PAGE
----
$$\cos^{-1}(\cos (\alpha-\tfrac{\pi}{4}))= \alpha-\tfrac{\pi}{4};\tfrac{\pi}{4}\leq \alpha\leq \tfrac{5\pi}{4}$$ $$\cos^{-1}(\cos (\alpha-\tfrac{\pi}{4}))= \tfrac{\pi}{4}-\alpha ; -\tfrac{3\pi}{4}\pi\leq \alpha\leq \tfrac{\pi}{4}$$

Checking the appropriate ranges on $x$ corresponding to $\alpha$ gives $x\geq \tfrac{1}{\sqrt{2}}$ and $x\leq \tfrac{1}{\sqrt{2}}$ for the first and second case respectively.

Finally a note on choosing substitutions. You should try to find the substitution that has an identity most closely resembling the given expressions.

Examples:(Try to simplify the expressions and identify the corresponding identity.)

  1. $x, \sqrt{x^2-a^2}$ , use $x=a\sec\alpha$ or $\csc\alpha$.
  2. $x, \sqrt{a^2+x^2}$, use $x=a\tan\alpha$
  3. $\sqrt{1-x},\sqrt{1+x}$, use $x=a\cos2\alpha$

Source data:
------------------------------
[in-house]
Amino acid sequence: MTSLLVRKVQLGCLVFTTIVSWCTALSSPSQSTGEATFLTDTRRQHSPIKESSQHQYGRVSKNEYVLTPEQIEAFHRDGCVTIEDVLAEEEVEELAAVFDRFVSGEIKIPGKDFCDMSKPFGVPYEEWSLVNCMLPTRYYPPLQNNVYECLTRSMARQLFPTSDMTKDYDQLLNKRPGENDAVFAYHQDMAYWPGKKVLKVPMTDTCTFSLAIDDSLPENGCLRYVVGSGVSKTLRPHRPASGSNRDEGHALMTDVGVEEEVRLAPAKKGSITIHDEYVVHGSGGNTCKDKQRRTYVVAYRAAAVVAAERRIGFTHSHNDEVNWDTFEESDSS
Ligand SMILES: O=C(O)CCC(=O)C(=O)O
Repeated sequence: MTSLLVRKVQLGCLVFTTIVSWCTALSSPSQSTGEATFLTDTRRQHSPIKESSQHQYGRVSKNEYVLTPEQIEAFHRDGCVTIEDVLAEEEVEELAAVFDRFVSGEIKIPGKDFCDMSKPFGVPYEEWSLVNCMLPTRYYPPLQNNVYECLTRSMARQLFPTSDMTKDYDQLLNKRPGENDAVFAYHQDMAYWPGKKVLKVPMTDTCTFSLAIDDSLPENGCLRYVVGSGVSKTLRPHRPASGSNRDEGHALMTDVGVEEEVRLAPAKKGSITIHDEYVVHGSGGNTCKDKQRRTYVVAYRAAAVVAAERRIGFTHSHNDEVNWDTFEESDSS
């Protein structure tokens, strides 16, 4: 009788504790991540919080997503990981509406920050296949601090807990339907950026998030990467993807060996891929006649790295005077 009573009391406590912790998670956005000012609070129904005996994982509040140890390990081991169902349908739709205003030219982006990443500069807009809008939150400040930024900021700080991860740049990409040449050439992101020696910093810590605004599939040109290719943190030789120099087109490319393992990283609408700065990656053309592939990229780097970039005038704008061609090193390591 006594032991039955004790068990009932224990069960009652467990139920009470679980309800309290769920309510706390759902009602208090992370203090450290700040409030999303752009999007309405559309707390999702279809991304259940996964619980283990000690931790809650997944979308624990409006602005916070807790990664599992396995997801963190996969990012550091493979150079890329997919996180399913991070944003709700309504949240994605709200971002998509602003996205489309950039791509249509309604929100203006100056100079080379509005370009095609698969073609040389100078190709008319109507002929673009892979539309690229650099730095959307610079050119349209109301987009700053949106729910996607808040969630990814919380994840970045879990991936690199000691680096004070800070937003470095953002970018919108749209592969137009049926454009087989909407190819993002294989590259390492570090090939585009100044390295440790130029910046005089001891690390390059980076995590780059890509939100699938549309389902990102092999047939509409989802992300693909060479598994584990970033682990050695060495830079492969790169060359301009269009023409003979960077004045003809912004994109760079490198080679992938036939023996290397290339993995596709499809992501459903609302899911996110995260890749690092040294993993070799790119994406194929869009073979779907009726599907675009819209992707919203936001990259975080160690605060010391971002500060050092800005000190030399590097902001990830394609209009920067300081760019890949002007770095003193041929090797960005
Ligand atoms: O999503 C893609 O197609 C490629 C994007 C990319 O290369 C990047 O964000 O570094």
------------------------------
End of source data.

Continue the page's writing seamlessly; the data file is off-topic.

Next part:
4. $\sqrt{a-x}{x-b}, \sqrt{\dfrac{a-x}{x-b}}$ use $x=a\sin^2\theta +b\cos^2 \theta$. (Slightly esoteric, rare use)
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  • $\begingroup$ +1. In some places MathJax hasn't been correctly formatted. Please see to that :) $\endgroup$ – AryanSonwatikar Jun 14 at 1:57
  • $\begingroup$ Thank you for explaining the method as a whole $\endgroup$ – MrKhonsu Jun 14 at 2:36
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We need to be very careful about the ranges while dealing with Inverse Trigonometric Functions(Statement)

Let $\arccos x=u\implies0\le u\le\pi,$

$x=\cos u,\sin u=+\sqrt{1-x^2}$

$$f(x)=\arccos\left(\dfrac{\cos u+\sin u}{\sqrt2}\right)=\arccos\left(\cos\left(u-\dfrac\pi4\right)\right)$$

Now $-\dfrac\pi4\le u-\dfrac\pi4\le\pi-\dfrac\pi4$

So if $u-\dfrac\pi4\ge0\iff x=\cos u\le\cos\dfrac\pi4=?,$

$$f(x)=u-\dfrac\pi4$$

If $u-\dfrac\pi4<0\iff x=\cos u>\cos\dfrac\pi4=?,$

$$f(x)=-\left(u-\dfrac\pi4\right)$$

Now use Why it's true? $\arcsin(x) +\arccos(x) = \frac{\pi}{2}$